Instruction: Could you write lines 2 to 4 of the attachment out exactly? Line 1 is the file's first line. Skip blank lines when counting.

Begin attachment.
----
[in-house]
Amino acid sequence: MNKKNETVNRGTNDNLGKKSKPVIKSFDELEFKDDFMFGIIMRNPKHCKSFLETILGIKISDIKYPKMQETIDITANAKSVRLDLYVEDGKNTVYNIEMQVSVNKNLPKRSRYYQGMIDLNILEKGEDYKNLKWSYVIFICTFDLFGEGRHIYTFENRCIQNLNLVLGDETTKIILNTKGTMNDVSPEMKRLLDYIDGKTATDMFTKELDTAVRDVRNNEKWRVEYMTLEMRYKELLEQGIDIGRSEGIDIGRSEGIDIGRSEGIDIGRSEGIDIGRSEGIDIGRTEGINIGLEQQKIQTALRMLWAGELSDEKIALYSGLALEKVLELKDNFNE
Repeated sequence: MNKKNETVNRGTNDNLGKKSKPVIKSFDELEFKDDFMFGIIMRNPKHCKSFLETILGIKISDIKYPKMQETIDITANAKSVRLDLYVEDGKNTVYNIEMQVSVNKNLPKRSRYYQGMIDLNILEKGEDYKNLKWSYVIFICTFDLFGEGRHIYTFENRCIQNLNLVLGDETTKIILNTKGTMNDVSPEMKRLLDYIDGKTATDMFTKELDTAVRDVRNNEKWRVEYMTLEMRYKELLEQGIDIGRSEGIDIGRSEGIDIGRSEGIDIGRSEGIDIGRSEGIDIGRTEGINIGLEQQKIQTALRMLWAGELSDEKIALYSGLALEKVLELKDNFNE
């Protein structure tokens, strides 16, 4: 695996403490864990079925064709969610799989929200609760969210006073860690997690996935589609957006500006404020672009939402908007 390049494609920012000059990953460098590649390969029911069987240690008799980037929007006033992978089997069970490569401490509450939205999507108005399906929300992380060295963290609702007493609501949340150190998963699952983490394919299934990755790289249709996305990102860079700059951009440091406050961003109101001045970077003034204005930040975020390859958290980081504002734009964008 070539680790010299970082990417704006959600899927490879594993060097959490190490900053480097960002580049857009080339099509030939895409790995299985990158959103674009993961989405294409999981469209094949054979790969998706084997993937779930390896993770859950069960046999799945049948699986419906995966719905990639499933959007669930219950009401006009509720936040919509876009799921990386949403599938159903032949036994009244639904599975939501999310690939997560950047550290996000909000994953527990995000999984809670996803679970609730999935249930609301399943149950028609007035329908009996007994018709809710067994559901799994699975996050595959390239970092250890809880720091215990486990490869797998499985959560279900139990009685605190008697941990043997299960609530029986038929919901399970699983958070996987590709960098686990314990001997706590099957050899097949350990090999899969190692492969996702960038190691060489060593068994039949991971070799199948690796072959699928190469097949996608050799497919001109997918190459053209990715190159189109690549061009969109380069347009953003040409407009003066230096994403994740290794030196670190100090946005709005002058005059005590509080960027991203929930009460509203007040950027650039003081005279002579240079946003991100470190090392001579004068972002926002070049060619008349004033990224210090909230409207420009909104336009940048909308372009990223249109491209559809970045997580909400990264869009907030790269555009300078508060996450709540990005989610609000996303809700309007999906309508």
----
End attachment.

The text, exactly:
Amino acid sequence: MNKKNETVNRGTNDNLGKKSKPVIKSFDELEFKDDFMFGIIMRNPKHCKSFLETILGIKISDIKYPKMQETIDITANAKSVRLDLYVEDGKNTVYNIEMQVSVNKNLPKRSRYYQGMIDLNILEKGEDYKNLKWSYVIFICTFDLFGEGRHIYTFENRCIQNLNLVLGDETTKIILNTKGTMNDVSPEMKRLLDYIDGKTATDMFTKELDTAVRDVRNNEKWRVEYMTLEMRYKELLEQGIDIGRSEGIDIGRSEGIDIGRSEGIDIGRSEGIDIGRSEGIDIGRTEGINIGLEQQKIQTALRMLWAGELSDEKIALYSGLALEKVLELKDNFNE
Repeated sequence: MNKKNETVNRGTNDNLGKKSKPVIKSFDELEFKDDFMFGIIMRNPKHCKSFLETILGIKISDIKYPKMQETIDITANAKSVRLDLYVEDGKNTVYNIEMQVSVNKNLPKRSRYYQGMIDLNILEKGEDYKNLKWSYVIFICTFDLFGEGRHIYTFENRCIQNLNLVLGDETTKIILNTKGTMNDVSPEMKRLLDYIDGKTATDMFTKELDTAVRDVRNNEKWRVEYMTLEMRYKELLEQGIDIGRSEGIDIGRSEGIDIGRSEGIDIGRSEGIDIGRSEGIDIGRTEGINIGLEQQKIQTALRMLWAGELSDEKIALYSGLALEKVLELKDNFNE
């Protein structure tokens, strides 16, 4: 695996403490864990079925064709969610799989929200609760969210006073860690997690996935589609957006500006404020672009939402908007 390049494609920012000059990953460098590649390969029911069987240690008799980037929007006033992978089997069970490569401490509450939205999507108005399906929300992380060295963290609702007493609501949340150190998963699952983490394919299934990755790289249709996305990102860079700059951009440091406050961003109101001045970077003034204005930040975020390859958290980081504002734009964008 070539680790010299970082990417704006959600899927490879594993060097959490190490900053480097960002580049857009080339099509030939895409790995299985990158959103674009993961989405294409999981469209094949054979790969998706084997993937779930390896993770859950069960046999799945049948699986419906995966719905990639499933959007669930219950009401006009509720936040919509876009799921990386949403599938159903032949036994009244639904599975939501999310690939997560950047550290996000909000994953527990995000999984809670996803679970609730999935249930609301399943149950028609007035329908009996007994018709809710067994559901799994699975996050595959390239970092250890809880720091215990486990490869797998499985959560279900139990009685605190008697941990043997299960609530029986038929919901399970699983958070996987590709960098686990314990001997706590099957050899097949350990090999899969190692492969996702960038190691060489060593068994039949991971070799199948690796072959699928190469097949996608050799497919001109997918190459053209990715190159189109690549061009969109380069347009953003040409407009003066230096994403994740290794030196670190100090946005709005002058005059005590509080960027991203929930009460509203007040950027650039003081005279002579240079946003991100470190090392001579004068972002926002070049060619008349004033990224210090909230409207420009909104336009940048909308372009990223249109491209559809970045997580909400990264869009907030790269555009300078508060996450709540990005989610609000996303809700309007999906309508």